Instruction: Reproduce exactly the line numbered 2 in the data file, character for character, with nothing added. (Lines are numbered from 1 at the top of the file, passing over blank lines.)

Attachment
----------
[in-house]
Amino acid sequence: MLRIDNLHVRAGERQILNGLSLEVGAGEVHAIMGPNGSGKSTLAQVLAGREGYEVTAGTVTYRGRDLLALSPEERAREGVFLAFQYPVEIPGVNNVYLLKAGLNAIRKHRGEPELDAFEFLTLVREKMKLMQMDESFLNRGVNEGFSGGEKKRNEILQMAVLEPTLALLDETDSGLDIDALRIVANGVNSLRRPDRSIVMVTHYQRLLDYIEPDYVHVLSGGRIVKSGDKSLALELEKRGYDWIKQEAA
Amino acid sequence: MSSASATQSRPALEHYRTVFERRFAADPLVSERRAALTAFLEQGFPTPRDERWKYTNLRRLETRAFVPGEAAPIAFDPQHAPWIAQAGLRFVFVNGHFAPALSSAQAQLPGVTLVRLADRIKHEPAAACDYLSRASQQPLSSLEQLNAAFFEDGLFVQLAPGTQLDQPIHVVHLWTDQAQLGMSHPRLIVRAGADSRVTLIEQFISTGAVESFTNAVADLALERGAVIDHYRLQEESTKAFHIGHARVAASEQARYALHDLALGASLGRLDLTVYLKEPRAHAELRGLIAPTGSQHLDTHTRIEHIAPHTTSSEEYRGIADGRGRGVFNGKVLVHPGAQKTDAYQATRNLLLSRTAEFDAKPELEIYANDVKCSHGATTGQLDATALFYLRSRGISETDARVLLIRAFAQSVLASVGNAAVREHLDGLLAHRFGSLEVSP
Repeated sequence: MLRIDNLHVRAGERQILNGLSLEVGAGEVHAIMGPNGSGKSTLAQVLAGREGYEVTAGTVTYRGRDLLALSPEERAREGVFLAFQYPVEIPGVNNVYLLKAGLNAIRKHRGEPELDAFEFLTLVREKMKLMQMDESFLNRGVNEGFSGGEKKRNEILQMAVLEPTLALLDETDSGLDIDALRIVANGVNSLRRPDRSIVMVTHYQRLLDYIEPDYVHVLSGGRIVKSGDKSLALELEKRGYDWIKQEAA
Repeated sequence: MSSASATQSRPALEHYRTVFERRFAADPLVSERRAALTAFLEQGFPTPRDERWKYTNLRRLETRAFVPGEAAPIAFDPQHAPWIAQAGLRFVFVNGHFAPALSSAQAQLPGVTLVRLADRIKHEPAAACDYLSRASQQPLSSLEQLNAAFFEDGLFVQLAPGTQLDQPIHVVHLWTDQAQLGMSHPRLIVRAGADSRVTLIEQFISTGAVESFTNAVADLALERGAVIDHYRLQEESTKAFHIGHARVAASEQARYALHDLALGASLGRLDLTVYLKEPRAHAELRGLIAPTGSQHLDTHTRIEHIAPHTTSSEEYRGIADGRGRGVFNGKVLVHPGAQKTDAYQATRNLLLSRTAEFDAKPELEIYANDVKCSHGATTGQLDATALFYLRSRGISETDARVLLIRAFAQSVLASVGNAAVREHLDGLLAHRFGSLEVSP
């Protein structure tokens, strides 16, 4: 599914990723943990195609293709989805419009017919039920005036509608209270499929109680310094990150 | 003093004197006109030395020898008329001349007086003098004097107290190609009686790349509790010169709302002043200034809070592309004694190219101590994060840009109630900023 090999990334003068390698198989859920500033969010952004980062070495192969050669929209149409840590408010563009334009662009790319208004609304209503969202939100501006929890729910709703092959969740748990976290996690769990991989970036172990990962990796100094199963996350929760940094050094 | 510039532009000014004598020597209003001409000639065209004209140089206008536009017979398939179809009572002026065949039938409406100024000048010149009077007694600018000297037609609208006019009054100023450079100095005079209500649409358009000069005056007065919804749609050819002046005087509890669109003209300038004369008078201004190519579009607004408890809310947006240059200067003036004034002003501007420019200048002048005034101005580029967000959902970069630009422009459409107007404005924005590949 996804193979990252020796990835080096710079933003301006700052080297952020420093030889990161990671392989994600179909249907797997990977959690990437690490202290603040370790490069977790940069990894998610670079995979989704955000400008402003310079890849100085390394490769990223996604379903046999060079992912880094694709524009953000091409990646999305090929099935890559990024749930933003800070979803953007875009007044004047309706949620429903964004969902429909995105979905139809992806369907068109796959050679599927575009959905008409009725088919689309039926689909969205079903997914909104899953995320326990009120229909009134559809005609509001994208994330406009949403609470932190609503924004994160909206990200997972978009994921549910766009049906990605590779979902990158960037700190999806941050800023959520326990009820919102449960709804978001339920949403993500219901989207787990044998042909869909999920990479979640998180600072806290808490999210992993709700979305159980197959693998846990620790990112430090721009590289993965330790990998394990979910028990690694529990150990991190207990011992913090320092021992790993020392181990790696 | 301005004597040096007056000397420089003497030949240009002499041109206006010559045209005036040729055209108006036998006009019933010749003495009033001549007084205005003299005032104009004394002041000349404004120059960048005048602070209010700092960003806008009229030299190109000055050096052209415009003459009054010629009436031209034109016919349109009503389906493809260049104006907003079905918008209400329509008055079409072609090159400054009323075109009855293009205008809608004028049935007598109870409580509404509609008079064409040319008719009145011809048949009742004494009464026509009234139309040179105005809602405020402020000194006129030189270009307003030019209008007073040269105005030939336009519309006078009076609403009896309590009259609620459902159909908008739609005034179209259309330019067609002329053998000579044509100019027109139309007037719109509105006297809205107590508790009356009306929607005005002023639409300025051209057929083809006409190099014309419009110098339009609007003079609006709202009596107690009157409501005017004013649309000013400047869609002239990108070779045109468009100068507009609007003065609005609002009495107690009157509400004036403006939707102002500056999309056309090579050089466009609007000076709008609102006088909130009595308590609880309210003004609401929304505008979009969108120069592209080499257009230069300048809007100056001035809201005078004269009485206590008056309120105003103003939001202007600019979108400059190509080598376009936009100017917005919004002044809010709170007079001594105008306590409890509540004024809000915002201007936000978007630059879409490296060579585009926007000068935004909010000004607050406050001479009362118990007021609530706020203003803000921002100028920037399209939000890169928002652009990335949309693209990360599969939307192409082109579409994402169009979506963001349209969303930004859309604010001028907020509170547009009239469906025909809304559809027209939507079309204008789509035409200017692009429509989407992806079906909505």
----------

Amino acid sequence: MLRIDNLHVRAGERQILNGLSLEVGAGEVHAIMGPNGSGKSTLAQVLAGREGYEVTAGTVTYRGRDLLALSPEERAREGVFLAFQYPVEIPGVNNVYLLKAGLNAIRKHRGEPELDAFEFLTLVREKMKLMQMDESFLNRGVNEGFSGGEKKRNEILQMAVLEPTLALLDETDSGLDIDALRIVANGVNSLRRPDRSIVMVTHYQRLLDYIEPDYVHVLSGGRIVKSGDKSLALELEKRGYDWIKQEAA